In article <email@example.com>,
Allen Newman <firstname.lastname@example.org> wrote:
> Trademarks must remain in use to remain legally protected, so I'm
> curious where and how Qwest ("my" Baby Bell) uses the Bell logo, if at
> all. In most cases Qwest has eliminated it since merging with US
> West. You can still make out the shadow of a Bell logo removed from
> the wall of a Qwest building in Ankeny, Iowa, for example.
> Last night on the way to a wedding reception I saw a Bell logo that
> Qwest hasn't gotten rid of: a wooden pay phone kiosk inside the south
> entrance of the Sioux Falls VFW Lounge still has a Bell sign on top,
> with the blue Bell logo to the left of the word "phone". Except for
> Qwest signs tacked to the sides of the kiosk it looked a couple
> decades old. Does Qwest affixing new signs without taking down the
> Bell sign count as current use for trademark purposes? It seems
> better than the example Qwest filed with the USPTO in 2003, which was
> a couple photos of a US West payphone kiosk, which didn't even have
> the Qwest identity.
> Even without the logo, Qwest does try to connect less obviously to the
> Bell identity. Its Dex phone book is still blue and gold, the Qwest
> logotype is in the Gill Sans font which has also been the corporate
> font of AT&T (although the Bell System used Helvetica), and their
> current slogan is "Spirit of Service", a long-time Bell System motto.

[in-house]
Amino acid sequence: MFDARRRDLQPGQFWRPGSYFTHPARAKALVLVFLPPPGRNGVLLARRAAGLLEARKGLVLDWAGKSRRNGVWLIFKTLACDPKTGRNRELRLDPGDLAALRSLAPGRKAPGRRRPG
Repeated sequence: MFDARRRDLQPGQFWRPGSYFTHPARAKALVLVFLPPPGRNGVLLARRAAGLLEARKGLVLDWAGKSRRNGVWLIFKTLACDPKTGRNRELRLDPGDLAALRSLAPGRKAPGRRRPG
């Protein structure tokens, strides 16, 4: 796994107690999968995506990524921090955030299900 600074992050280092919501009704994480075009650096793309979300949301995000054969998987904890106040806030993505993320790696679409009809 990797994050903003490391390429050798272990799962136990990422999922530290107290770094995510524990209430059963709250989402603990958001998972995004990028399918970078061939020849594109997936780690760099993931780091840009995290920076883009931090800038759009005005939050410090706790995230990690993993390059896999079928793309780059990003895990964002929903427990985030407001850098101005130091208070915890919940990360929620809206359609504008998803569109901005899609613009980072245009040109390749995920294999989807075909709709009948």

> Arguably, Qwest's blue swoosh logo echos the circular blue Bell logo
> -- or would, at least, clash with it if the Bell logo were also
> Has anyone ever seen an example of Qwest intentionally adding the Bell
> logo to anything anywhere? I wonder what they'll come up with when
> their next trademark filing is due.
> The other RBOCs have filed their own claims of Bell logo usage:
> In 2002, SBC submitted a photo of a white service truck with blue and
> gold stripes and Southwestern Bell Telephone markings. Do their
> trucks still look like that? It's about as convincing as Qwest's US
> West phone booth. It'll be interesting to learn what SBC does with
> branding after their purchase of AT&T.
> Also in 2002, Verizon submitted photos of new Verizon service trucks
> and pay phones featuring the Bell logo. IMO Verizon has cleverly
> dealt with the Bell logo "problem", that is, keeping it alive and
> meaningful but not letting it compete with their own created identity.
> Finally, both of the Baby Bells that don't use the Bell logo
> themselves license Bell names and logos to equipment manufacturers.
> Qwest licenses Northwestern Bell to Unical and SBC licenses
> Southwestern Bell to Conair. This despite Northwestern Bell and
> Southwestern Bell no longer being names Qwest or SBC use themselves,
> and the fact that while Qwest and SBC sell phone equipment on their
> websites, it's not their licensed Bell-branded equipment.
> Bell logo trademark registrations can be found by searching for design
> code 220324 260101 at the USPTO.
My recollection is that the 23 BOCs (Bell Operating Companies) that
merged into Seven RBOCs (Regional bell Operating Companies) on Jan 1
1984 retained the right to use the Bell System Logo, and AT&T lost
that right, and thus was born the present day - for a while longer -
or more if SBC adopts the AT&T name and perhaps logo, at least -- AT&T
But AT&T retained the right to use the Bell name, not logo, for Bell
And the Telcordia company that was formed and jointly owned by the 7
RBOCs was allowed to retain the symbol and was named Bellcore.
Those 7 RBOCs morphed into the present 4, and Quest took over the
USWest rights to use the Bell Logo. USWest retained Mountain Bell,
Pacific Northwest Bell.
I don't recall what the minority-owned Bells were allowed to do with
the logo, tough I assume they retainled that right. But since SBC
bought out SNET so that's moot, and Cincinnati Bell was/is the only
remaining minority Bell.
Art Kamlet ArtKamlet @ AOL.com Columbus OH K2PZH